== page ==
Council approves repairs to collapsed sewage linePublished 10:00am Friday, November 29, 2013
Selma may rid itself of a smelly problem soon.
The Selma City Council approved a $54,140 project to replace a collapsed sewer line near Earl Goodwin Parkway. The city will use money from a red-light camera fund.
The 400-foot section of sewer-collection pipe collapsed in a section of woods behind the mall three weeks ago. Since then, the city has rented a pump that diverts sewage around the cave-in at a cost of approximately $3,000 per month.
Engineering consultant and owner of Hogg Engineering, Ray Hogg, described the cave-in as a major collapse during Tuesday’s city council meeting.
“We are probably talking about hundreds of houses,” Hogg said. “It’s affecting everything north of the mall and east of Citizens Parkway.”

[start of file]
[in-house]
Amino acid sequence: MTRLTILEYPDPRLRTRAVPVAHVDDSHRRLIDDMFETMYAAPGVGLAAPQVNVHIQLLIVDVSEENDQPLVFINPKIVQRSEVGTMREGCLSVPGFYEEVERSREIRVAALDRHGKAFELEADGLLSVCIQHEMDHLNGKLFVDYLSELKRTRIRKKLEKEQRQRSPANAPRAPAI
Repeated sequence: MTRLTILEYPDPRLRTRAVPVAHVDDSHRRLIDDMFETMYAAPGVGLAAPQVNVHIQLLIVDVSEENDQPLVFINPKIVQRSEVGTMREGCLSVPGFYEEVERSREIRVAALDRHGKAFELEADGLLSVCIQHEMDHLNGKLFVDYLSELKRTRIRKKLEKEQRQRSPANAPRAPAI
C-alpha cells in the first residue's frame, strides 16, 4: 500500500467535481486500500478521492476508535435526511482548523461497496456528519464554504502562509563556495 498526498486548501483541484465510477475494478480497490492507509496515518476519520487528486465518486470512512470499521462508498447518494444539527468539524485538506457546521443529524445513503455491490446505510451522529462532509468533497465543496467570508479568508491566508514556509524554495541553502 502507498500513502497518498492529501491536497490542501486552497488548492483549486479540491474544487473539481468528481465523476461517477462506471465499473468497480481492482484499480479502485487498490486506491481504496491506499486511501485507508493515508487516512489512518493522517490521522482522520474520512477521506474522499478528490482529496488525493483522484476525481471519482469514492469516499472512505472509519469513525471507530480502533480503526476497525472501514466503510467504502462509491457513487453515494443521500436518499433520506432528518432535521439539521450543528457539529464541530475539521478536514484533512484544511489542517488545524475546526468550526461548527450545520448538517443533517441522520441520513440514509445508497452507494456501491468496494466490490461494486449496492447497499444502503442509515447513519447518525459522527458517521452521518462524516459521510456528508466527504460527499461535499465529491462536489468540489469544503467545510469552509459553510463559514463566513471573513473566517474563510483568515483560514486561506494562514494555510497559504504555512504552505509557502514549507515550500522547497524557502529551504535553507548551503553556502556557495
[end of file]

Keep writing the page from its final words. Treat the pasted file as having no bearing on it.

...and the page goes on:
Age could be a reason for the collapse. Hogg estimated the pipe was installed in the mid 1960s, before the Selma Mall was built.
He said the city had two options — replace and fix the collapsed pipe or continue to rent the pump. If the city had decided to continue renting the pump, Hogg said the pump would have worked, but would be an unnecessary expense.
“It’s probably better to just fix it,” he said. “Renting the pump means paying for the pump and having personnel out there to make sure it is working OK.”
During the council meeting, Ward 8 councilman Michael Johnson asked if the work would include a warranty, to prevent paying for future cave-ins.
“We need to make sure the work is done correctly and we don’t have to worry about that area again,” Johnson said.
Hogg said the work would include a one-year warranty and an employee of his engineering firm would supervise the work to make sure it’s properly installed.
The council voted unanimously to approve the work.